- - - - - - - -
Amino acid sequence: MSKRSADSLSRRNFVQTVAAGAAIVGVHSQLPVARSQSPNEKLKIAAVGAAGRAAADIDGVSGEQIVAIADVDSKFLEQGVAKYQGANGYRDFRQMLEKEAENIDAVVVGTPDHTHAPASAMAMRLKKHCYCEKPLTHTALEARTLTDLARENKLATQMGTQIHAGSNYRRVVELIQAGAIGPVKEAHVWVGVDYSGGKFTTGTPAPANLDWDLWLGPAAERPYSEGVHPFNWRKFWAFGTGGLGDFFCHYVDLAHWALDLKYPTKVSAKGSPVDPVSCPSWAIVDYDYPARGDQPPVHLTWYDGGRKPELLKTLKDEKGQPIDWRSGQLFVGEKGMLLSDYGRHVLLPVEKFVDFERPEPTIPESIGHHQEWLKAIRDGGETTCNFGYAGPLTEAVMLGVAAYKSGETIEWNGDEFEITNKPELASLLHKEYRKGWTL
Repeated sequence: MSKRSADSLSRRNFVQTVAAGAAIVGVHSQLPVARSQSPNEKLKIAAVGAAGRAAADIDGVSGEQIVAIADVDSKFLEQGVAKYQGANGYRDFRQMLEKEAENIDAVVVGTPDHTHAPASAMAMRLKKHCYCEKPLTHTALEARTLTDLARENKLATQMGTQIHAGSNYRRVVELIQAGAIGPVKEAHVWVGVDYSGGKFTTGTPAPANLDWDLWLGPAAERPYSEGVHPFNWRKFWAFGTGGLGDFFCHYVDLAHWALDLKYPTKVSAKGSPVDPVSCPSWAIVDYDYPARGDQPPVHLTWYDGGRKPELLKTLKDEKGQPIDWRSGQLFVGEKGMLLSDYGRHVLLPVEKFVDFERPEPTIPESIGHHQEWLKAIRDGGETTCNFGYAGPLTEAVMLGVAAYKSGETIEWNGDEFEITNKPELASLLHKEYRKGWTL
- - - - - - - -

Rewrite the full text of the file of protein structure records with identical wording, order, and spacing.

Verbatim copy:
Amino acid sequence: MSKRSADSLSRRNFVQTVAAGAAIVGVHSQLPVARSQSPNEKLKIAAVGAAGRAAADIDGVSGEQIVAIADVDSKFLEQGVAKYQGANGYRDFRQMLEKEAENIDAVVVGTPDHTHAPASAMAMRLKKHCYCEKPLTHTALEARTLTDLARENKLATQMGTQIHAGSNYRRVVELIQAGAIGPVKEAHVWVGVDYSGGKFTTGTPAPANLDWDLWLGPAAERPYSEGVHPFNWRKFWAFGTGGLGDFFCHYVDLAHWALDLKYPTKVSAKGSPVDPVSCPSWAIVDYDYPARGDQPPVHLTWYDGGRKPELLKTLKDEKGQPIDWRSGQLFVGEKGMLLSDYGRHVLLPVEKFVDFERPEPTIPESIGHHQEWLKAIRDGGETTCNFGYAGPLTEAVMLGVAAYKSGETIEWNGDEFEITNKPELASLLHKEYRKGWTL
Repeated sequence: MSKRSADSLSRRNFVQTVAAGAAIVGVHSQLPVARSQSPNEKLKIAAVGAAGRAAADIDGVSGEQIVAIADVDSKFLEQGVAKYQGANGYRDFRQMLEKEAENIDAVVVGTPDHTHAPASAMAMRLKKHCYCEKPLTHTALEARTLTDLARENKLATQMGTQIHAGSNYRRVVELIQAGAIGPVKEAHVWVGVDYSGGKFTTGTPAPANLDWDLWLGPAAERPYSEGVHPFNWRKFWAFGTGGLGDFFCHYVDLAHWALDLKYPTKVSAKGSPVDPVSCPSWAIVDYDYPARGDQPPVHLTWYDGGRKPELLKTLKDEKGQPIDWRSGQLFVGEKGMLLSDYGRHVLLPVEKFVDFERPEPTIPESIGHHQEWLKAIRDGGETTCNFGYAGPLTEAVMLGVAAYKSGETIEWNGDEFEITNKPELASLLHKEYRKGWTL